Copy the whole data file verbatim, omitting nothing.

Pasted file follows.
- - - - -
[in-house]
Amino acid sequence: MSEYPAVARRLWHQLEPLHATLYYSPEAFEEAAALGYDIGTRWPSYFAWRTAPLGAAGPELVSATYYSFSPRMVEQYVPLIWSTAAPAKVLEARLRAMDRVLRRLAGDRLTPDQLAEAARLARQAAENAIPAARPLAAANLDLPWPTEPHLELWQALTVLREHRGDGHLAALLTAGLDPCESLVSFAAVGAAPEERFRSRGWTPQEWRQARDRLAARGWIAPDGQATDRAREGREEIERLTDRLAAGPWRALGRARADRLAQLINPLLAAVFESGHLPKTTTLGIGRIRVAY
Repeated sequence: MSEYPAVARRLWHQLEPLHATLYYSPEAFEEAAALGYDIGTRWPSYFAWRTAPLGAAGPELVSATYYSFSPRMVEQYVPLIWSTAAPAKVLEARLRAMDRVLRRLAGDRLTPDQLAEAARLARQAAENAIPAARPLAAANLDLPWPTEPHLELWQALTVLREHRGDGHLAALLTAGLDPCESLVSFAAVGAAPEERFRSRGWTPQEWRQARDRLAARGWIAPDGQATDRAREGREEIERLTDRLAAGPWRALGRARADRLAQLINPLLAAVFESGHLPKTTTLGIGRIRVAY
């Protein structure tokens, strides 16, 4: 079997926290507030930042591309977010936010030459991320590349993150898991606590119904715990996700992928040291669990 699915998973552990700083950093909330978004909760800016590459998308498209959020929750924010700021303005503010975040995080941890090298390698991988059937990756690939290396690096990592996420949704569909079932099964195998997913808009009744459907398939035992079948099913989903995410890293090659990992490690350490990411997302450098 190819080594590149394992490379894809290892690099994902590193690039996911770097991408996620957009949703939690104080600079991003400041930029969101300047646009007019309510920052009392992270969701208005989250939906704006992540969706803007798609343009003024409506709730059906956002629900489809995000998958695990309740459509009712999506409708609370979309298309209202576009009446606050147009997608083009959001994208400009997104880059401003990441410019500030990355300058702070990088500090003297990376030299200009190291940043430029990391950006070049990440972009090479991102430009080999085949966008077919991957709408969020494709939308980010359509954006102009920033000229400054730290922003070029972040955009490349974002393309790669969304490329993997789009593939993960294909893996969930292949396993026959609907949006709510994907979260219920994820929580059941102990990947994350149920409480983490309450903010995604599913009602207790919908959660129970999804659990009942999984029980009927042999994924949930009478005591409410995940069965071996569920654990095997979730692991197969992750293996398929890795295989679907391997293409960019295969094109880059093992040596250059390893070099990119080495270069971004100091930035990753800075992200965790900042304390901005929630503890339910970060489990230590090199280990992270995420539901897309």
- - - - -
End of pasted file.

[in-house]
Amino acid sequence: MSEYPAVARRLWHQLEPLHATLYYSPEAFEEAAALGYDIGTRWPSYFAWRTAPLGAAGPELVSATYYSFSPRMVEQYVPLIWSTAAPAKVLEARLRAMDRVLRRLAGDRLTPDQLAEAARLARQAAENAIPAARPLAAANLDLPWPTEPHLELWQALTVLREHRGDGHLAALLTAGLDPCESLVSFAAVGAAPEERFRSRGWTPQEWRQARDRLAARGWIAPDGQATDRAREGREEIERLTDRLAAGPWRALGRARADRLAQLINPLLAAVFESGHLPKTTTLGIGRIRVAY
Repeated sequence: MSEYPAVARRLWHQLEPLHATLYYSPEAFEEAAALGYDIGTRWPSYFAWRTAPLGAAGPELVSATYYSFSPRMVEQYVPLIWSTAAPAKVLEARLRAMDRVLRRLAGDRLTPDQLAEAARLARQAAENAIPAARPLAAANLDLPWPTEPHLELWQALTVLREHRGDGHLAALLTAGLDPCESLVSFAAVGAAPEERFRSRGWTPQEWRQARDRLAARGWIAPDGQATDRAREGREEIERLTDRLAAGPWRALGRARADRLAQLINPLLAAVFESGHLPKTTTLGIGRIRVAY
């Protein structure tokens, strides 16, 4: 079997926290507030930042591309977010936010030459991320590349993150898991606590119904715990996700992928040291669990 699915998973552990700083950093909330978004909760800016590459998308498209959020929750924010700021303005503010975040995080941890090298390698991988059937990756690939290396690096990592996420949704569909079932099964195998997913808009009744459907398939035992079948099913989903995410890293090659990992490690350490990411997302450098 190819080594590149394992490379894809290892690099994902590193690039996911770097991408996620957009949703939690104080600079991003400041930029969101300047646009007019309510920052009392992270969701208005989250939906704006992540969706803007798609343009003024409506709730059906956002629900489809995000998958695990309740459509009712999506409708609370979309298309209202576009009446606050147009997608083009959001994208400009997104880059401003990441410019500030990355300058702070990088500090003297990376030299200009190291940043430029990391950006070049990440972009090479991102430009080999085949966008077919991957709408969020494709939308980010359509954006102009920033000229400054730290922003070029972040955009490349974002393309790669969304490329993997789009593939993960294909893996969930292949396993026959609907949006709510994907979260219920994820929580059941102990990947994350149920409480983490309450903010995604599913009602207790919908959660129970999804659990009942999984029980009927042999994924949930009478005591409410995940069965071996569920654990095997979730692991197969992750293996398929890795295989679907391997293409960019295969094109880059093992040596250059390893070099990119080495270069971004100091930035990753800075992200965790900042304390901005929630503890339910970060489990230590090199280990992270995420539901897309």